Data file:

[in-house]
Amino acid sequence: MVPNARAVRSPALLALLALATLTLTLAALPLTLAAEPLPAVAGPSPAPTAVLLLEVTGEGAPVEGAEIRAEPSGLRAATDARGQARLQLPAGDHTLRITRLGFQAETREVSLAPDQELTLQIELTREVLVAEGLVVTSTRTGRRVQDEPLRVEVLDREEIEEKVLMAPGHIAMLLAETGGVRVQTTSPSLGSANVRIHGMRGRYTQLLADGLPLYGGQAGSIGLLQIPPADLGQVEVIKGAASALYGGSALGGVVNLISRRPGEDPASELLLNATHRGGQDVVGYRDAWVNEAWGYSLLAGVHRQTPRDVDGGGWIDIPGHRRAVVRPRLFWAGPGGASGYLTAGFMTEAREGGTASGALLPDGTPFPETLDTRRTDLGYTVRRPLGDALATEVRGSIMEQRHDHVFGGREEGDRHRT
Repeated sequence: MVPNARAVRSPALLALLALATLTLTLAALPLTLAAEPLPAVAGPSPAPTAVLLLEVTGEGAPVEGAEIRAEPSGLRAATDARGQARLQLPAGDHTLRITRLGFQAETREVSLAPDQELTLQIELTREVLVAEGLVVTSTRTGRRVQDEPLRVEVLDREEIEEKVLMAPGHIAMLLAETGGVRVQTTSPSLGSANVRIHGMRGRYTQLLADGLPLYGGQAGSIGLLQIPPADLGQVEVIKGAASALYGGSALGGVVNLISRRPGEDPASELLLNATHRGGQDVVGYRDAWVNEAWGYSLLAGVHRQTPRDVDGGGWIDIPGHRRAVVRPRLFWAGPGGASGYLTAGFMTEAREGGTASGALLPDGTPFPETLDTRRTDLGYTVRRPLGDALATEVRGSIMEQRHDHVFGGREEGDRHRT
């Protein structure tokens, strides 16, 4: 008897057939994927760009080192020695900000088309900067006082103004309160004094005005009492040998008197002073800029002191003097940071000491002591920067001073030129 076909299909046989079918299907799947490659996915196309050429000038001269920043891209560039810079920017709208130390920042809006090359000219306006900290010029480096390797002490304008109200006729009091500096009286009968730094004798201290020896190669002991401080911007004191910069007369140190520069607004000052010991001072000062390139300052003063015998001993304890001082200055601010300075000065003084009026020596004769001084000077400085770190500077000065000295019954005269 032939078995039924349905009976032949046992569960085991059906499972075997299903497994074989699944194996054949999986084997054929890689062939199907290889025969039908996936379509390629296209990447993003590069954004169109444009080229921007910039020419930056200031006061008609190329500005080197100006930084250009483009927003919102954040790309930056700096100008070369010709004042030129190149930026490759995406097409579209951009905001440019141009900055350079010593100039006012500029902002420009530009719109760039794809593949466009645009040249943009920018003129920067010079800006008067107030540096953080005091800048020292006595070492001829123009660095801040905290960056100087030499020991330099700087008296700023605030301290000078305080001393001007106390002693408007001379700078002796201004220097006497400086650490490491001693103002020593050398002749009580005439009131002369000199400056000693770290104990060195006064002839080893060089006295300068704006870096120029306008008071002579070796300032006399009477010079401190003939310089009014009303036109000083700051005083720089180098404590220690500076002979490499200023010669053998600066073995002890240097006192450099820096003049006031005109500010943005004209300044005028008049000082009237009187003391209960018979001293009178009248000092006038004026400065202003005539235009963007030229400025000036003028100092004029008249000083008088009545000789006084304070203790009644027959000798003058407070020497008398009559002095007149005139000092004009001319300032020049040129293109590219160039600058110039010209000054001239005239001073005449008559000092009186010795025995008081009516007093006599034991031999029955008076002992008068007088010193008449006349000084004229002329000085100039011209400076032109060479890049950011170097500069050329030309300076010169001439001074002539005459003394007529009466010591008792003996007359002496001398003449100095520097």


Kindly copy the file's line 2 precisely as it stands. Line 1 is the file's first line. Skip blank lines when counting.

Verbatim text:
Amino acid sequence: MVPNARAVRSPALLALLALATLTLTLAALPLTLAAEPLPAVAGPSPAPTAVLLLEVTGEGAPVEGAEIRAEPSGLRAATDARGQARLQLPAGDHTLRITRLGFQAETREVSLAPDQELTLQIELTREVLVAEGLVVTSTRTGRRVQDEPLRVEVLDREEIEEKVLMAPGHIAMLLAETGGVRVQTTSPSLGSANVRIHGMRGRYTQLLADGLPLYGGQAGSIGLLQIPPADLGQVEVIKGAASALYGGSALGGVVNLISRRPGEDPASELLLNATHRGGQDVVGYRDAWVNEAWGYSLLAGVHRQTPRDVDGGGWIDIPGHRRAVVRPRLFWAGPGGASGYLTAGFMTEAREGGTASGALLPDGTPFPETLDTRRTDLGYTVRRPLGDALATEVRGSIMEQRHDHVFGGREEGDRHRT